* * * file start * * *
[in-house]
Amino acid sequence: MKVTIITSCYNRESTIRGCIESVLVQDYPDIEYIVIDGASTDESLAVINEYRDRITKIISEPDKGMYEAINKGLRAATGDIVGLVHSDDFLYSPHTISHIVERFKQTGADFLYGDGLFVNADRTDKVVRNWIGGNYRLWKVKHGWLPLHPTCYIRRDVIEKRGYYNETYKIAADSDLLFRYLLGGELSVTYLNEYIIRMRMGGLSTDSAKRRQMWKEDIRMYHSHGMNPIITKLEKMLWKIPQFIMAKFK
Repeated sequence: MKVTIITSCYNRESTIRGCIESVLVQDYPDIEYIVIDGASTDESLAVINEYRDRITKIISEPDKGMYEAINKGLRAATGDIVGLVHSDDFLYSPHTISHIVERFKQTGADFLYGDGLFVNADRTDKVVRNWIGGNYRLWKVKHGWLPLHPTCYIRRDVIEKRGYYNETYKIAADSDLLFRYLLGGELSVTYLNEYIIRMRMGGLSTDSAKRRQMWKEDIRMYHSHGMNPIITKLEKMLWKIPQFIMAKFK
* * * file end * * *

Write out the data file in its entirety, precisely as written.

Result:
[in-house]
Amino acid sequence: MKVTIITSCYNRESTIRGCIESVLVQDYPDIEYIVIDGASTDESLAVINEYRDRITKIISEPDKGMYEAINKGLRAATGDIVGLVHSDDFLYSPHTISHIVERFKQTGADFLYGDGLFVNADRTDKVVRNWIGGNYRLWKVKHGWLPLHPTCYIRRDVIEKRGYYNETYKIAADSDLLFRYLLGGELSVTYLNEYIIRMRMGGLSTDSAKRRQMWKEDIRMYHSHGMNPIITKLEKMLWKIPQFIMAKFK
Repeated sequence: MKVTIITSCYNRESTIRGCIESVLVQDYPDIEYIVIDGASTDESLAVINEYRDRITKIISEPDKGMYEAINKGLRAATGDIVGLVHSDDFLYSPHTISHIVERFKQTGADFLYGDGLFVNADRTDKVVRNWIGGNYRLWKVKHGWLPLHPTCYIRRDVIEKRGYYNETYKIAADSDLLFRYLLGGELSVTYLNEYIIRMRMGGLSTDSAKRRQMWKEDIRMYHSHGMNPIITKLEKMLWKIPQFIMAKFK